David Meerman Scott

Good point on leadership, Randy. I agree. Thanks for jumping in.

aluminium kozijnen

Its correct.. I agree this one.. I think work from home is best because that environment..

Keith at KendallPress

I used to work at an organization that fretted over closures and would strand employees for the sake of a mantra of '__ is never closing' Using Common Sense and technology is so much more productive and invigorating. We have a common sense weather guide here that carries over into and is applied to work needing to be done. A happy and productive crew does more and brings more smiles to clients faces.

With snowstorms every Weds so far this year, there is still time for others to get your message and apply it. My blog the other day got created from the comfort of a bus 'snarled' in gridlock- but I never noticed it. That blog post is here if you'e interested. We're starting to sound a bit like you, David. Better yet, we're adopting much of your good guidance. Thank you. http://bit.ly/eO8umk

Eric Linden

I could not agree more. Treat people like children. They will act like children. Awesome post. It is a new world! The unfortunate part of this is it seems like in this letigious society of ours... it is hard to FIRE someone!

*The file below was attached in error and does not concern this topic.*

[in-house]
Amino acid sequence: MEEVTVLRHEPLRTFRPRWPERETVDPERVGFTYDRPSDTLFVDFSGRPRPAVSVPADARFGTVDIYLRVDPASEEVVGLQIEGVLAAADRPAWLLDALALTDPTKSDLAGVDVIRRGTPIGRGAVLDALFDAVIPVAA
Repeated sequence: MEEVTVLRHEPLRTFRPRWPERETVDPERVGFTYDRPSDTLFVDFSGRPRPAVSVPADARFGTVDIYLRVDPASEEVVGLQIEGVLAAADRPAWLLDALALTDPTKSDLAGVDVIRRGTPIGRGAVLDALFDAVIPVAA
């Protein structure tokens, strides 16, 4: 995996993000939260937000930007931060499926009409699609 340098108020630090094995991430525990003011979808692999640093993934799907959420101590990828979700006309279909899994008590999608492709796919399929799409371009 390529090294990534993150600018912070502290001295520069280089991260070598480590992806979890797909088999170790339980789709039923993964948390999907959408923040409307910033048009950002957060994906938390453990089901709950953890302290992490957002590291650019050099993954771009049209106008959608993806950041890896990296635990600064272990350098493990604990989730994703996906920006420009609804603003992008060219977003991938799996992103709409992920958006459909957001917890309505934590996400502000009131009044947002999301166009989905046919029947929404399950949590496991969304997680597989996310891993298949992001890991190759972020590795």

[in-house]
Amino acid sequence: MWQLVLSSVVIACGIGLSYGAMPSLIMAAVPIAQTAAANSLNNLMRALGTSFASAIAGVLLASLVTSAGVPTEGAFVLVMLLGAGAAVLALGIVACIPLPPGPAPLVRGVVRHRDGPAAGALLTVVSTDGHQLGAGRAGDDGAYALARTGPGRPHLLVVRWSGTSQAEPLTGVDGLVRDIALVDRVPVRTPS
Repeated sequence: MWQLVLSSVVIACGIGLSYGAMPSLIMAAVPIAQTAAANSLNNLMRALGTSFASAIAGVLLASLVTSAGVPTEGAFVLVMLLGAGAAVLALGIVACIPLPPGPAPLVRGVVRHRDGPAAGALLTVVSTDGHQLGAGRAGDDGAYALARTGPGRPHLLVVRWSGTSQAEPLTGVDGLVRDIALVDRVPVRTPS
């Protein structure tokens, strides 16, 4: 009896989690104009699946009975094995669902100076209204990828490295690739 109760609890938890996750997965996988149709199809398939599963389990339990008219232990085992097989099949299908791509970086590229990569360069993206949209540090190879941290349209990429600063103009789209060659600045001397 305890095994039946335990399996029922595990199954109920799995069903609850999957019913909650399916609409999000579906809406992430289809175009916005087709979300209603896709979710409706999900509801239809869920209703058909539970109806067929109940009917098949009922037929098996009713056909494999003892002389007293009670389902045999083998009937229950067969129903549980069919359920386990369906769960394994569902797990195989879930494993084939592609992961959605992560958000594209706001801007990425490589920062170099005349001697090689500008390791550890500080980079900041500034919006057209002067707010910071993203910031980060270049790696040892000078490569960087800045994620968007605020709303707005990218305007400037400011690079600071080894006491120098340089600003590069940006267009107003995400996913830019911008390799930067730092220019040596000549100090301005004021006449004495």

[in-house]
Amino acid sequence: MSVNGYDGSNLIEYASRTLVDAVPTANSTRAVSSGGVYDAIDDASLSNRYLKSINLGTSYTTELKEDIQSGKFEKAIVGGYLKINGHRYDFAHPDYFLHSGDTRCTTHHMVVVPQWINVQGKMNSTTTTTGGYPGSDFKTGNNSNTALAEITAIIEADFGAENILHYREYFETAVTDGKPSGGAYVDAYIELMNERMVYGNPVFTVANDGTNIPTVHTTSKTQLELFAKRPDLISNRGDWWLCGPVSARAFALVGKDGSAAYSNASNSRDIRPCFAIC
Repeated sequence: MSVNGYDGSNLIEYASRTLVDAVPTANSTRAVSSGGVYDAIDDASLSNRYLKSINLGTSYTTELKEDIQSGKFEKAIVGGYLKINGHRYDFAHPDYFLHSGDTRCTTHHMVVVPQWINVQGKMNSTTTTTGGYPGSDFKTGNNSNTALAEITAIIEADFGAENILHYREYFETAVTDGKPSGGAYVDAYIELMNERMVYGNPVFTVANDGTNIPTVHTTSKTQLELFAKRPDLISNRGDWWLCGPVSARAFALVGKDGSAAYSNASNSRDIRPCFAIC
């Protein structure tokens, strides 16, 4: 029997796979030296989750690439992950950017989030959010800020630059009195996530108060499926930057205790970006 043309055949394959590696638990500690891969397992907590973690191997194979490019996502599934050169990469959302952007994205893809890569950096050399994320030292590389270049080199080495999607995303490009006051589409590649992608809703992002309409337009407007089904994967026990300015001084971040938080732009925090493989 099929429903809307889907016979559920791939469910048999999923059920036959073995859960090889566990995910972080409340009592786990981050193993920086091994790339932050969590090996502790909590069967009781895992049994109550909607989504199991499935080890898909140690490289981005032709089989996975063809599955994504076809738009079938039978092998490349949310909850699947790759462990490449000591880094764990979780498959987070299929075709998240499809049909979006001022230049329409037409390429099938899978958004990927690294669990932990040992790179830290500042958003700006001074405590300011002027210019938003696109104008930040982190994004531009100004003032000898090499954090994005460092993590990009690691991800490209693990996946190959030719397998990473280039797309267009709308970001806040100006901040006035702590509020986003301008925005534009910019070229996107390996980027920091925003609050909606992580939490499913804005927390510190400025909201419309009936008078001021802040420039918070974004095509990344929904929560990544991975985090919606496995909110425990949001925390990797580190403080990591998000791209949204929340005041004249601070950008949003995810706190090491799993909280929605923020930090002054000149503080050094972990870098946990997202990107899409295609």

Invention Marketing

Holidays are for the enjoyment if you are follows a rules during the time of enjoyment then it spoils the mood of holiday so i am not agree with this post.

Materials Handling

Rules make for an organized and structured work environment. Of course some rules are, as you put them, not that sensible. While rules are meant to be followed, it’s also good to have room for flexibility. As long as they get the job done, I believe it's perfectly fine to allow employees to control their work schedule every now and then.

vancouver website design

Thanks for sharing with this beautiful blog. In my opinion its good giving the employees the rights to take decisions at their own. This thing will make them comfortable and reliable with the work and if they demand the work being done from homes then there is nothing wrong.